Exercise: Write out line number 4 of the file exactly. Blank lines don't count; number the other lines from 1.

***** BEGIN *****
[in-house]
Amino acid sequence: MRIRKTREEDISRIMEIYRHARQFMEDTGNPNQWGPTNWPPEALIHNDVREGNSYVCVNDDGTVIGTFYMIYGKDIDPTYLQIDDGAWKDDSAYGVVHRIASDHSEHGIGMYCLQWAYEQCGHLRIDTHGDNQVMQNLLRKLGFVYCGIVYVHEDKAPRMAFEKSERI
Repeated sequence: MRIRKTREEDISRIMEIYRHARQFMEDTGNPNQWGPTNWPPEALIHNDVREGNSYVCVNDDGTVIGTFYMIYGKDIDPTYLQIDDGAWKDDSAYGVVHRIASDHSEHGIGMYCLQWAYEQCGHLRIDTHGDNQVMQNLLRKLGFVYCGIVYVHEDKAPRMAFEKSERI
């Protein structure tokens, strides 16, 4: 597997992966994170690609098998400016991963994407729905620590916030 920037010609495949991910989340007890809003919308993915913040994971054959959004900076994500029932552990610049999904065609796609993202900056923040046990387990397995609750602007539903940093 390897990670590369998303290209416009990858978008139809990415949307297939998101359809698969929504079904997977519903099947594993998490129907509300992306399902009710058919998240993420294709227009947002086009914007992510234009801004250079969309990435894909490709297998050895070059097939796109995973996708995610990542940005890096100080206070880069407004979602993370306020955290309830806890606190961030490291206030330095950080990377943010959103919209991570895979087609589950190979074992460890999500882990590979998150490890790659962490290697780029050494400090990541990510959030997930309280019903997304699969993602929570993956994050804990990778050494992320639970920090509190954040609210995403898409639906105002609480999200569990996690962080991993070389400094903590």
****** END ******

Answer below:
């Protein structure tokens, strides 16, 4: 597997992966994170690609098998400016991963994407729905620590916030 920037010609495949991910989340007890809003919308993915913040994971054959959004900076994500029932552990610049999904065609796609993202900056923040046990387990397995609750602007539903940093 390897990670590369998303290209416009990858978008139809990415949307297939998101359809698969929504079904997977519903099947594993998490129907509300992306399902009710058919998240993420294709227009947002086009914007992510234009801004250079969309990435894909490709297998050895070059097939796109995973996708995610990542940005890096100080206070880069407004979602993370306020955290309830806890606190961030490291206030330095950080990377943010959103919209991570895979087609589950190979074992460890999500882990590979998150490890790659962490290697780029050494400090990541990510959030997930309280019903997304699969993602929570993956994050804990990778050494992320639970920090509190954040609210995403898409639906105002609480999200569990996690962080991993070389400094903590």